I fear no music, although there are some I do like better than others. :mrgreen:
 

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Indistinguishable Resident Buescher Bigot and Foru
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Discussion Starter · #10 ·
If she had just used a leaking Strathon (as I've been talking about in another thread), she could have done that entire performance without the tape -- screams and all. Would have been far less work. :mrgreen:
 

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I took a look & listen, too. Ouch. Made me want to Garde against the Avants. But she has a couple of other performances up as well. She's got good chops.

I ended up on a bit of a saxophone Youtube goose-chase, thereafter -- surprised a the number of solo baritone classical pieces up. And, is Brazil particularly fond of saxophone quartets / quintets / orchestra? There seem to be dozens of different Brazilian groups up on Youtube (I guess some of 'em could be Portuguese).
 

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Melissa's marvelous. Glad I clicked.

I had the '35 Tranny Crat bari - with the original Tru-Lay 63/1000 mpc - out for a spin yesterday and noticed for the first time that the palm-key notes wanted to go flat. That's a very uncommon experience for me on a vintage sax.
 

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Distinguished SOTW Member, Forum Contributor 2013-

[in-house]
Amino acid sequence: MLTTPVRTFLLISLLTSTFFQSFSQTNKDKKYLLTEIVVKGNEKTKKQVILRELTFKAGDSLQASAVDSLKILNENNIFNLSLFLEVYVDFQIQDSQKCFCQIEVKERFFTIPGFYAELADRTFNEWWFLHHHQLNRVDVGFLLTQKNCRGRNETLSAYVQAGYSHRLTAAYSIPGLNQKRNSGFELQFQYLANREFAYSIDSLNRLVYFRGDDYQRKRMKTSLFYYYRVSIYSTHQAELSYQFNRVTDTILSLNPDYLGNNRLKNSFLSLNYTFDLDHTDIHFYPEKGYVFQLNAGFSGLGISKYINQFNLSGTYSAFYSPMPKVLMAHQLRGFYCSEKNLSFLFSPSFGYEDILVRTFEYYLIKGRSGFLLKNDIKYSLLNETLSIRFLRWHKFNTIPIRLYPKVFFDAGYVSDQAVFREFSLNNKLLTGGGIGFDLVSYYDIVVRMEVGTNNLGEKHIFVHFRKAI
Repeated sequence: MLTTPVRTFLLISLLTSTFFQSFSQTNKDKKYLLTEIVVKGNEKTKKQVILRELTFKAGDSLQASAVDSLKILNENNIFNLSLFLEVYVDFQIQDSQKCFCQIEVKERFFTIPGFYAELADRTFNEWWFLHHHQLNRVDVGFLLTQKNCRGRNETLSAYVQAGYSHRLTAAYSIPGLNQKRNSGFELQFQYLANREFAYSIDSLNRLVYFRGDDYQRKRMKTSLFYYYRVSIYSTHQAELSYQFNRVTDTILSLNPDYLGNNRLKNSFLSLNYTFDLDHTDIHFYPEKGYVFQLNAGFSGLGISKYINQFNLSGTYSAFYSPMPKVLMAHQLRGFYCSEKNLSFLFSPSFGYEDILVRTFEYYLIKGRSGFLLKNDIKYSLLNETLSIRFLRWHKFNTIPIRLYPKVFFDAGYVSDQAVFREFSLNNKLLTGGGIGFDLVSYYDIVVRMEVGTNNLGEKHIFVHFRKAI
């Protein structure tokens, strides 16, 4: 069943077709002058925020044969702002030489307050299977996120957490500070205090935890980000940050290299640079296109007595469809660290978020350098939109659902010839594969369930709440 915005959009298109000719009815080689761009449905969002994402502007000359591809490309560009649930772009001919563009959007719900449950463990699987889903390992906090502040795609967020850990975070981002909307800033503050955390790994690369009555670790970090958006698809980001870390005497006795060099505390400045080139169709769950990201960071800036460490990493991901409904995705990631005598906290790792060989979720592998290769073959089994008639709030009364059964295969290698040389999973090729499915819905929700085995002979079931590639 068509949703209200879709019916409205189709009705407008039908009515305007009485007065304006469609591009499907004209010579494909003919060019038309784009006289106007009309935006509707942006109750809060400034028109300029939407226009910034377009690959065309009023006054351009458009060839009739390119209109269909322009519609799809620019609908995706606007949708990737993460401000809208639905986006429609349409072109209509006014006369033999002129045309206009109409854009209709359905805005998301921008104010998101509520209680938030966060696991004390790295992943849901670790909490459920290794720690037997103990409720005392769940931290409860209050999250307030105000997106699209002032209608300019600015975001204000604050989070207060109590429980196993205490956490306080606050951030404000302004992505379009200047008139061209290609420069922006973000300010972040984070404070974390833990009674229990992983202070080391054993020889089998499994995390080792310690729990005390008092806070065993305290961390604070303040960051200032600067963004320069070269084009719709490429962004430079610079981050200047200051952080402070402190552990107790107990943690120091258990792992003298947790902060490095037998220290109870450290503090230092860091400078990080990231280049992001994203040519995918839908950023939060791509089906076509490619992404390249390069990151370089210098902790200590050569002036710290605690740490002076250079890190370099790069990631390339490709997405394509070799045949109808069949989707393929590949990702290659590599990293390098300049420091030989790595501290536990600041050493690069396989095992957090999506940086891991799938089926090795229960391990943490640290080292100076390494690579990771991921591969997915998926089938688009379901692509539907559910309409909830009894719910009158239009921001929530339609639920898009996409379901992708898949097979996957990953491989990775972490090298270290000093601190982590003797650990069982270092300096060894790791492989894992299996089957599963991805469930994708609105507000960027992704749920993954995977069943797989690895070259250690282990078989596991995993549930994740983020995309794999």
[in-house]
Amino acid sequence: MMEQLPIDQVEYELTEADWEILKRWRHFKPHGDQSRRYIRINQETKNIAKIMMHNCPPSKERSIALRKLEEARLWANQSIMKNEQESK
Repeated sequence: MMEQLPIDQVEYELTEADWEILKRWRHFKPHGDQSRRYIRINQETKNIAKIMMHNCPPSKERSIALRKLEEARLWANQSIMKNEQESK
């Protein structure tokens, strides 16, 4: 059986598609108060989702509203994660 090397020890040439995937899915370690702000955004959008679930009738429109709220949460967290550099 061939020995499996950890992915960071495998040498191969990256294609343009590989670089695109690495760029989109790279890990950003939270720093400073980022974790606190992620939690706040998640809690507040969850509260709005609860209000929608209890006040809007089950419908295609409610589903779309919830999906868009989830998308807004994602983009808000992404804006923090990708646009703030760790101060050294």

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Hey, thanks for the plug John. I'm actually using a Rascher mpc with my bari, though. Anyone's welcome to check out my website: www.melissawidzinski.com for more info and audio clips. :)
In saxophone heaven I understand that you are playing baritone duets with Dannel.:mrgreen:
 

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Haha, we'll see...maybe in the fall at Eastman...
Do it!! Give me enough notice and I'll take time off if I have to for that. Two baritones and a harp could be cool, too...
 

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Melissa, did I tell you you sound marvelous?

BTW, why do you think most classical baritonists play Big Bs?
 

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Thanks, paulwl!